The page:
THE stock market finished 2010 on a disappointing note,
dropping almost one per cent today amid broad-based declines.
The benchmark S&P/ASX200 index a closed shortened trading
session down 45.2 points, or 0.94 per cent, at 4,745.2 points,
while the broader All Ordinaries index fell 39.8 points, or
0.81 per cent, to 4,846.9 points.
On the ASX 24, the December share price index futures contract
was 66 points weaker at 4,730 points, with 11,797 contracts
The ASX200 finished 2010 about 2.5 per cent down on its 2009
All the major components of the market finished lower today:
the materials sector slipped 1.06 per cent, financials
backpedalled 1.16 per cent and energy stocks ended down 0.69
per cent, according to Iress data.
Just two companies on the S&P/ASX20 closed in positive
territory – Telstra and Westfield Retail Trust finished up one
cent at $2.79 and $2.57, respectively.
Bell Potter senior adviser Stuart Smith said most fund managers
did their end-of-year book squaring prior to Christmas and had
spent the past week maintaining their positions as the year drew
to a close.
“It has just been a matter of fine tuning on not much volume,”
Mr Smith said.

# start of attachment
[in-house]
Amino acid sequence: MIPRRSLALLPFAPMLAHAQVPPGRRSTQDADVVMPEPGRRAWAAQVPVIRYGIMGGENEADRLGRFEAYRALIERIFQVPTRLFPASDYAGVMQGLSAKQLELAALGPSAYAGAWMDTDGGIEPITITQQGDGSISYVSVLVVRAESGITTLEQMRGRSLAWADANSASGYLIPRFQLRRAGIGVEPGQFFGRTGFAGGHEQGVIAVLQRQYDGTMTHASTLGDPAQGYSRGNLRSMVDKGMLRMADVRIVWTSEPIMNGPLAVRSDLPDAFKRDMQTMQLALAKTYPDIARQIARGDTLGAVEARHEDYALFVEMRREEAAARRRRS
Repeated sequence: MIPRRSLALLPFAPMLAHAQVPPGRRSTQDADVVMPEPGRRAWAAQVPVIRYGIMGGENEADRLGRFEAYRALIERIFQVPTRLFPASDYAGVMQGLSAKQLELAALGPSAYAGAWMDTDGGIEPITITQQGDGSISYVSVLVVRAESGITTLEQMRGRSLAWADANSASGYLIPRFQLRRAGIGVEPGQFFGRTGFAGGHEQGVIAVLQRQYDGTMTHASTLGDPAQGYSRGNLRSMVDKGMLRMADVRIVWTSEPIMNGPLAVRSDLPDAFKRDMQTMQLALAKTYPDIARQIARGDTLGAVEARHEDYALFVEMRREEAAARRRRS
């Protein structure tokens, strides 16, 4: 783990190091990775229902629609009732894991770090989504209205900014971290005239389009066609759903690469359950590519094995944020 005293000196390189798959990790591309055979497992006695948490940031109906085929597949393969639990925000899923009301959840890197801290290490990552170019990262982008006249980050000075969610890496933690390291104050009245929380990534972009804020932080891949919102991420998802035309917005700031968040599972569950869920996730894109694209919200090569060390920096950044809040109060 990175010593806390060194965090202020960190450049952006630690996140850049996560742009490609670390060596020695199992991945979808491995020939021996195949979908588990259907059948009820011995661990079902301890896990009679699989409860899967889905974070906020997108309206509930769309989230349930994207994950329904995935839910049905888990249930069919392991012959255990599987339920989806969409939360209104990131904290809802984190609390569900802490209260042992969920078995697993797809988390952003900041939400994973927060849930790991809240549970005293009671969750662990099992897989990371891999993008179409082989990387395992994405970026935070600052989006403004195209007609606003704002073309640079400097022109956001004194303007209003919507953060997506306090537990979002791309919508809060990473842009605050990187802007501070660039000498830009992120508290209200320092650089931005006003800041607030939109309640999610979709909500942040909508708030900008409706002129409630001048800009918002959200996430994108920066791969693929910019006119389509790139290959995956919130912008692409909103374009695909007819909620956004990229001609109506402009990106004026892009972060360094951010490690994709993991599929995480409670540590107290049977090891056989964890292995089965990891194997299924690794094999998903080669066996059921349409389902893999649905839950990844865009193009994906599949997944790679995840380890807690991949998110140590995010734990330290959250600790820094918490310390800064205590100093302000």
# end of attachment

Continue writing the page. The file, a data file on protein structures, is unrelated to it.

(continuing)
Offshore leads were mostly negative – equity markets closed
lower, while precious metals and crude oil prices finished
But one bright spot was the performance of copper, which
climbed about 1.2 per cent.
IG Markets research analyst Ben Potter said the local market
followed the lead from Wall Street, where US investors booked
in some profits following solid gains in December.
“People have probably locked in a little bit of profit and
called it quits for the year,” Mr Potter said.
Among resources stocks, BHP Billiton eased 60 cents to $45.25,
while Rio Tinto slipped 23 cents to $85.47.
Local banking stocks finished weaker.
ANZ fell 33 cents to $23.35, Commonwealth Bank declined 50
cents to $50.77, National Australia Bank closed 33 cents weaker
at $23.70 and Westpac slipped 40 cents to $22.21.
Insurers also ended in negative territory as devastating floods
continued to cause chaos across large swathes of Queensland.
Suncorp declined nine cents to $8.61, Insurance Australia Group
clowed six cents lower at $3.88 and QBE slumped 24 cents at
Suncorp, which includes insurance brands AAMI, Apia, GIO and
Vero, today reassured investors it has a reinsurance program,
adding that it had received 1450 claims from across Queensland
since Christmas Eve.
Bell Potter’s Mr Smith said he expected the cost of the floods,
estimated to be the worst in 50 years, to be substantial.
“It’s a bottomless pit to try and find out what the damages
claims will be on Suncorp’s insurance side of things,” Mr Smith
“We all know that they spread the risk around, but still this
is going to be greater than 2008.”
The spot price of gold in Sydney finished at $US1,408.80 per
ounce, down $US5.70 from yesterday’s close of $US1414.50.
The most traded stock by volume was Legend Mining, with 106.7
million securities changing hands for $8.9 million.
The company was up eight-tenths of a cent at 7.9 cents.
National turnover was 1.39 billion shares worth $1.77 billion,
with 497 stocks up, 480 down and 391 unchanged.